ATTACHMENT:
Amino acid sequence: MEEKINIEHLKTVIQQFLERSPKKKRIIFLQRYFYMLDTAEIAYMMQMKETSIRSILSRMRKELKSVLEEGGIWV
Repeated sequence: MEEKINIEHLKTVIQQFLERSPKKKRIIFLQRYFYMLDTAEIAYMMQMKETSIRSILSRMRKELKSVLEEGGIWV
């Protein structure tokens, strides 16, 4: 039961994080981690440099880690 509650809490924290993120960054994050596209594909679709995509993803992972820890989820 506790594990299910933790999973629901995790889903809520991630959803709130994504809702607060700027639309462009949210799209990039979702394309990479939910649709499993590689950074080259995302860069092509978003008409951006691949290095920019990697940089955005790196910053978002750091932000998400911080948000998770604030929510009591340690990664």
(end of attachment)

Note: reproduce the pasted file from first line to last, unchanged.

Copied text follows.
Amino acid sequence: MEEKINIEHLKTVIQQFLERSPKKKRIIFLQRYFYMLDTAEIAYMMQMKETSIRSILSRMRKELKSVLEEGGIWV
Repeated sequence: MEEKINIEHLKTVIQQFLERSPKKKRIIFLQRYFYMLDTAEIAYMMQMKETSIRSILSRMRKELKSVLEEGGIWV
């Protein structure tokens, strides 16, 4: 039961994080981690440099880690 509650809490924290993120960054994050596209594909679709995509993803992972820890989820 506790594990299910933790999973629901995790889903809520991630959803709130994504809702607060700027639309462009949210799209990039979702394309990479939910649709499993590689950074080259995302860069092509978003008409951006691949290095920019990697940089955005790196910053978002750091932000998400911080948000998770604030929510009591340690990664």